A Canadian wearable tech startup that shot for the stars has successfully landed on the International Space Station.
Montreal-based Hexoskin, a leader in smart shirt technology, marked an exciting milestone when its wearable Astroskin, a smart fabric with real-time physiology monitoring, arrived at the space station aboard SpaceX CRS-16, a commercial resupply services mission in December.
An undisclosed number of these smart shirts will be worn by astronauts over the next six years, including Canada’s David Saint-Jacques, who rocketed to the space station aboard a Soyuz spacecraft.
Saint-Jacques, who is on his first space mission, deployed and began testing the technology referred to as the Bio-Monitor System last week.
Astroskin is designed to monitor an astronauts’ health and enable new science by continuously measuring physiological data. It can be worn during sleep and exercise. Astroskin has three components: a smart shirt made from stretchy materials, a head sensor that resembles a sweatband and a small recording device tucked into a pocket of the shirt. Five embedded sensors monitor the wearers’ blood oxygen levels, heart and breathing rates, blood pressure, activity and skin temperature. The sensors are powered by two AA batteries. To ensure continuous monitoring, the astronauts will replace the batteries every 48 hours over the next six years.
Data gathered is transmitted back to Earth where scientists monitor the astronauts’ health as they orbit the planet. This technology will be used to gain a better understanding of the impact space travel has on the body, including insights into sleep, circadian rhythm, blood pressure, vital signs and ageing.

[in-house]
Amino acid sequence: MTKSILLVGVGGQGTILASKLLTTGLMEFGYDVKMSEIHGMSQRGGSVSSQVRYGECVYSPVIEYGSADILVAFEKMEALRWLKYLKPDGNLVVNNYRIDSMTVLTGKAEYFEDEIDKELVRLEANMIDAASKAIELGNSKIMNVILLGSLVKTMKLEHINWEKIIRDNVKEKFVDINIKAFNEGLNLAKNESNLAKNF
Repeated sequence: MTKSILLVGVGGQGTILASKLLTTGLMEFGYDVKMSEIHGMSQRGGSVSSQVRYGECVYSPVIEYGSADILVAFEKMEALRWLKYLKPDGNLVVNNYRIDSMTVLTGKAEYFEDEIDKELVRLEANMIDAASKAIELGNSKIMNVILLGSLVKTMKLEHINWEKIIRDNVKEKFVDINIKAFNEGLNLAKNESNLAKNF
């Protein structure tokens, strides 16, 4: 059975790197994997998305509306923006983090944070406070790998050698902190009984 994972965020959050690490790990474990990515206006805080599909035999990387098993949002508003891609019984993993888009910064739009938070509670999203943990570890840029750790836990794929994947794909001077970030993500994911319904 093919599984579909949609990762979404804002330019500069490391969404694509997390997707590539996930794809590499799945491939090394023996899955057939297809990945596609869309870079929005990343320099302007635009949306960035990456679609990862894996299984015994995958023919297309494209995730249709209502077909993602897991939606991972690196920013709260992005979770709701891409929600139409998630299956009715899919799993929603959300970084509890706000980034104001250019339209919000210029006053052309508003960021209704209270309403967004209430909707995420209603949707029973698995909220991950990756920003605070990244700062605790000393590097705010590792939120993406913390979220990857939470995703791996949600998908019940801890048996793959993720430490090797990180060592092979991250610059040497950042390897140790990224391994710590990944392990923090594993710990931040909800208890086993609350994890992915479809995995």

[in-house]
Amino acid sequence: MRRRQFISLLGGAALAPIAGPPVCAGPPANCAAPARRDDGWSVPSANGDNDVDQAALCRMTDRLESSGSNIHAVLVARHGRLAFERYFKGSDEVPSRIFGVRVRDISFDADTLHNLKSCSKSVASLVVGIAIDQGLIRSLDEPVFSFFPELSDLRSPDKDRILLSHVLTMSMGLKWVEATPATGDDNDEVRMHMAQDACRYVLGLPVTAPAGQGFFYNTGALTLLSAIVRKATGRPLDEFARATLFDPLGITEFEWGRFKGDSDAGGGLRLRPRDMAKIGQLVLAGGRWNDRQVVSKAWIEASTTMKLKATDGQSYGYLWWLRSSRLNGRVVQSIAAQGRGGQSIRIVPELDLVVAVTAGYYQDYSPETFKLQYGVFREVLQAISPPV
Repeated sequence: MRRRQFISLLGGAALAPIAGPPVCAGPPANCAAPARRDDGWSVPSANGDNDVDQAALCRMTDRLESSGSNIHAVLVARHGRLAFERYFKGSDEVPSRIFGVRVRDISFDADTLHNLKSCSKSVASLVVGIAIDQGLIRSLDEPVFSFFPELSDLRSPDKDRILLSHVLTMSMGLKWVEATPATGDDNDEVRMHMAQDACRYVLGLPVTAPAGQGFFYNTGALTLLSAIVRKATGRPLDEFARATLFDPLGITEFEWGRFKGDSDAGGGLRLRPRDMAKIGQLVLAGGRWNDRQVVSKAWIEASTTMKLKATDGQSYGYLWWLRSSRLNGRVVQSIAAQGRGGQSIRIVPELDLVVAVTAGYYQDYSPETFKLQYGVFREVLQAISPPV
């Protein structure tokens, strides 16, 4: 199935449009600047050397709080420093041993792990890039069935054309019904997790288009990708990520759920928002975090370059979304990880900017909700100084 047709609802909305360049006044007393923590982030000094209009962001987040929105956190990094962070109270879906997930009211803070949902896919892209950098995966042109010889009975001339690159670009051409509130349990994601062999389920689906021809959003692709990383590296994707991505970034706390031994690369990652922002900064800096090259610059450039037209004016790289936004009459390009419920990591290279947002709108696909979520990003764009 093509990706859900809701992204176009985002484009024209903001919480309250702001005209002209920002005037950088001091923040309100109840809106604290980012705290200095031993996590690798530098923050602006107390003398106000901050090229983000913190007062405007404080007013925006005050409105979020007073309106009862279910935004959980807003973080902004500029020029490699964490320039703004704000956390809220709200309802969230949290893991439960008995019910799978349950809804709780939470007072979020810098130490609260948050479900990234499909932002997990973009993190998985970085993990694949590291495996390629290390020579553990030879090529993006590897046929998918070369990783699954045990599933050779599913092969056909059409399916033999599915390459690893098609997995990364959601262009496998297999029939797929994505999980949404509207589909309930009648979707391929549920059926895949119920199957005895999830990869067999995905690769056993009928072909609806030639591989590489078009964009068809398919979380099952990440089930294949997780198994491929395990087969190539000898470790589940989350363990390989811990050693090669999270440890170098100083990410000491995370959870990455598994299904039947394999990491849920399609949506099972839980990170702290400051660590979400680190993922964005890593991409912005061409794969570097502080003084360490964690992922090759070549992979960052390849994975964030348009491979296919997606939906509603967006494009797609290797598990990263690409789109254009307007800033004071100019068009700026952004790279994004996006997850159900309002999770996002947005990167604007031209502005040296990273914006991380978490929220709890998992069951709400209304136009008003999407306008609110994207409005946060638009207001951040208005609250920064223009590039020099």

Hexoskin founder’s Jean-François Roy and Pierre-Alexandre Fournier, both alumni of Montreal Polytechnique engineering faculty, have been developing garments with embedded sensor technology since 2006. The company is backed by a group of Canadian angel investors.
In 2011, the Canadian Space Agency (CSA) awarded the company a contract to deliver a prototype version of the system that would eventually become Astroskin. They wanted to build a wearable suitable for space travel. Seven years later, Astroskin was ready for orbit.
“For Hexoskin, working with CSA means we can demonstrate our technology in the ultimate remote health monitoring scenario — space travel,” says Fournier.
To ensure Astroskin was ready for its space debut, Hexoskin ran a series of validation studies, certifications, and safety tests in Canada and the United States under the supervision of the CSA and NASA.